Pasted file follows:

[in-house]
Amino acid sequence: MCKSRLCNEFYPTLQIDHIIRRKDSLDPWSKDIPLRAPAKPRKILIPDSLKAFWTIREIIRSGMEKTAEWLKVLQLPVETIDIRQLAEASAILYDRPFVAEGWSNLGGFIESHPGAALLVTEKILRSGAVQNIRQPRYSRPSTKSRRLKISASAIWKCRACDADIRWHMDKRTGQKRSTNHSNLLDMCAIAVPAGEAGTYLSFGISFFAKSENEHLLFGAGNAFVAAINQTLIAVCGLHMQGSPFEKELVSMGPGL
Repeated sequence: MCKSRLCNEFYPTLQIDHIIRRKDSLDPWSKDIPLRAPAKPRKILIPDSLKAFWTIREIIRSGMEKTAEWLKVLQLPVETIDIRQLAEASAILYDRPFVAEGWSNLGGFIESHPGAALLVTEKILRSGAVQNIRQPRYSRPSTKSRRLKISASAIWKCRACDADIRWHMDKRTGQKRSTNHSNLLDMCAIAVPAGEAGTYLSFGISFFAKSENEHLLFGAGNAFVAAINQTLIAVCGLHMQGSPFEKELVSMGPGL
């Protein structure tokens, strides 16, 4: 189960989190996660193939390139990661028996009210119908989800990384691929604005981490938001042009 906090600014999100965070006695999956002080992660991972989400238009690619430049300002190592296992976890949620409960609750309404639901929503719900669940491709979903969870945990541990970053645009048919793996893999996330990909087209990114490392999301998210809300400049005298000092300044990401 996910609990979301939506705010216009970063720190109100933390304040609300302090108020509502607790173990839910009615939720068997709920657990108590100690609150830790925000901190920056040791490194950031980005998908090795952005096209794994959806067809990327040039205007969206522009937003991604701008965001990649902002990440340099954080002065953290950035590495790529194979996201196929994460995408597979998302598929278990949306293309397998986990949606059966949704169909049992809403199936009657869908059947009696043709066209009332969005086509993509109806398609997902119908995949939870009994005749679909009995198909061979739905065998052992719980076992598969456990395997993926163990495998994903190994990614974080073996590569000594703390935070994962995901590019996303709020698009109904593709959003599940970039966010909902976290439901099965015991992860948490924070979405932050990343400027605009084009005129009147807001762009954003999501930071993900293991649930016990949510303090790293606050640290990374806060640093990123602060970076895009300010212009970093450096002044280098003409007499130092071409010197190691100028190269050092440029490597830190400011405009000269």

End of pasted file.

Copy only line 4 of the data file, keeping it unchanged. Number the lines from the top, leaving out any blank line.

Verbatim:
């Protein structure tokens, strides 16, 4: 189960989190996660193939390139990661028996009210119908989800990384691929604005981490938001042009 906090600014999100965070006695999956002080992660991972989400238009690619430049300002190592296992976890949620409960609750309404639901929503719900669940491709979903969870945990541990970053645009048919793996893999996330990909087209990114490392999301998210809300400049005298000092300044990401 996910609990979301939506705010216009970063720190109100933390304040609300302090108020509502607790173990839910009615939720068997709920657990108590100690609150830790925000901190920056040791490194950031980005998908090795952005096209794994959806067809990327040039205007969206522009937003991604701008965001990649902002990440340099954080002065953290950035590495790529194979996201196929994460995408597979998302598929278990949306293309397998986990949606059966949704169909049992809403199936009657869908059947009696043709066209009332969005086509993509109806398609997902119908995949939870009994005749679909009995198909061979739905065998052992719980076992598969456990395997993926163990495998994903190994990614974080073996590569000594703390935070994962995901590019996303709020698009109904593709959003599940970039966010909902976290439901099965015991992860948490924070979405932050990343400027605009084009005129009147807001762009954003999501930071993900293991649930016990949510303090790293606050640290990374806060640093990123602060970076895009300010212009970093450096002044280098003409007499130092071409010197190691100028190269050092440029490597830190400011405009000269």